Tanning in America

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Jonathan

Re: Tanning in America

#26 Post by Jonathan » Wed Aug 17, 2005 8:24 am

I have been reading through this again today with a clearer head and I think I am beginning to piece this together....

gants du suède means 'Gloves of Sweden' so it makes sense the English adapted suede, as its the anglicized French word for Swede. It seems the English anglicized a lot of French words in the 17th, 18th and 19th centuries.

Now chamois is the inner split from a hide - right? I know it was used for breeches and waistcoats as well as linings in the 18th century because it was washable but it also had a lot of give and suppleness, unlike a grain faced leather.

So Buff refers to the process of sanding off the grain to create a velvety surface, could ooze ooze refer to vegetable tanned buff do you think? Presumably white buff can not possibly be ooze then, since it has no colour from tannin. I have always assumed that in pre Chrome-salt days, all white leather was alum tanned. I am trying to figure out why in the 17th and 18th centuries the terms buff and ooze are used to describe what appears to be the same thing -- suede. There must be something significant between these two terms at that time that define to the shoemaker what the products are, either the source of the hide (horse or cow), or the colour (alum tanned versus veg tanned), or process of tanning (oil currieing vs. pit tanning). Do any of you want to venture what the difference to a 17th/18th century shoemaker might have been?
Unfortunately, these references always appear in journals or papera and are never linked to an actual shoe so we can see what they meant.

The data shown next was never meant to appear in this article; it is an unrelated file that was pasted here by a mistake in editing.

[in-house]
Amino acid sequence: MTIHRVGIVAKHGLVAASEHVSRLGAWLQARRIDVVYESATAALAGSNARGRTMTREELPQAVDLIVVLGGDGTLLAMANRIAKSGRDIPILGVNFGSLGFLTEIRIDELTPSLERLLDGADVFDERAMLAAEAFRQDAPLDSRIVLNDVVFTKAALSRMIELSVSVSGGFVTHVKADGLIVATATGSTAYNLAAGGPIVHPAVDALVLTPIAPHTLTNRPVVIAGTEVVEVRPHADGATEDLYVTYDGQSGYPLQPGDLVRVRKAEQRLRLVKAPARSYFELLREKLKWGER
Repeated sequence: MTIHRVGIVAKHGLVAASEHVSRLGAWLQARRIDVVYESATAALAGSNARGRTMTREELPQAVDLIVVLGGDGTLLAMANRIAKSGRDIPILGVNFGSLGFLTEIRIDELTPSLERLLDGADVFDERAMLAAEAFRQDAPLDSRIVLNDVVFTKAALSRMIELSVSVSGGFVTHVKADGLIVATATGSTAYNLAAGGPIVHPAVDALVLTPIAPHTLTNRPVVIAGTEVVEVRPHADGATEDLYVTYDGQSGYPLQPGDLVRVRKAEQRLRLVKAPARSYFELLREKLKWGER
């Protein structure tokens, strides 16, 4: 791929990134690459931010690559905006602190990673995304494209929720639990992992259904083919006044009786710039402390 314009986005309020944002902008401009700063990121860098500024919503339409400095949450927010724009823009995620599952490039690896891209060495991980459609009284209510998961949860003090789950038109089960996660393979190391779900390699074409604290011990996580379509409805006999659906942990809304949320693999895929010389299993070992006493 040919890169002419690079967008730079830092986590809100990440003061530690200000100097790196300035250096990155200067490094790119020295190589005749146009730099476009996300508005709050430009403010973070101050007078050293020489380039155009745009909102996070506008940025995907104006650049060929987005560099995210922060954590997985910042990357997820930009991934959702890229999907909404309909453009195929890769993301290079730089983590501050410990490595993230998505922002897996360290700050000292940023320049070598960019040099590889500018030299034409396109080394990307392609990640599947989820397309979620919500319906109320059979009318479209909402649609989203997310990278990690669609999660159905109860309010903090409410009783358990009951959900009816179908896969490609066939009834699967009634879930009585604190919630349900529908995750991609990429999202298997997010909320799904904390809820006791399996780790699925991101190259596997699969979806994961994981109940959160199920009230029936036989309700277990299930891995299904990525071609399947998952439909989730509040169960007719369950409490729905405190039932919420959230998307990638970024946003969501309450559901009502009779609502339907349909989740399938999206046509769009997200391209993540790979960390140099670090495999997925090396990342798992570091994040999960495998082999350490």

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Re: Tanning in America

#27 Post by marc » Wed Aug 17, 2005 10:10 am

David,

Let me see if I can backtrack the information that I'm using. I know that the article I mentioned before (for instance, the article I mentioned earlier [Driel-Murray, Carol van. "Leatherwork and Skin Products." In Ancient Egyptian Materials and Technology, ed. Paul T. Nicholson and Ian Shaw, 299-319. Cambridge: Cambridge University Press, 2000], has some of this. I know that Groenman-van Waateringe, W. Kilian, & Van Londen, H. "The Curing of Hides and Skins in European Prehistory" Antiquity 73 (1999) pp.884-90 specifically mentions "the release of aldehydes from the fat by smoking". I believe there’s something on it in Reed, Ronald. Ancient Skins, Parchments and Leathers. New York: Seminar Press, 1972., but I’ll have to dig my copy out. Ruiter, A. Een Chemische bejdrage tot de kennis van het roken van vis. Landbouwhogeschool Wageningen, 1969, has a good study on the chemistry of smoke and oil. Let me get back to you.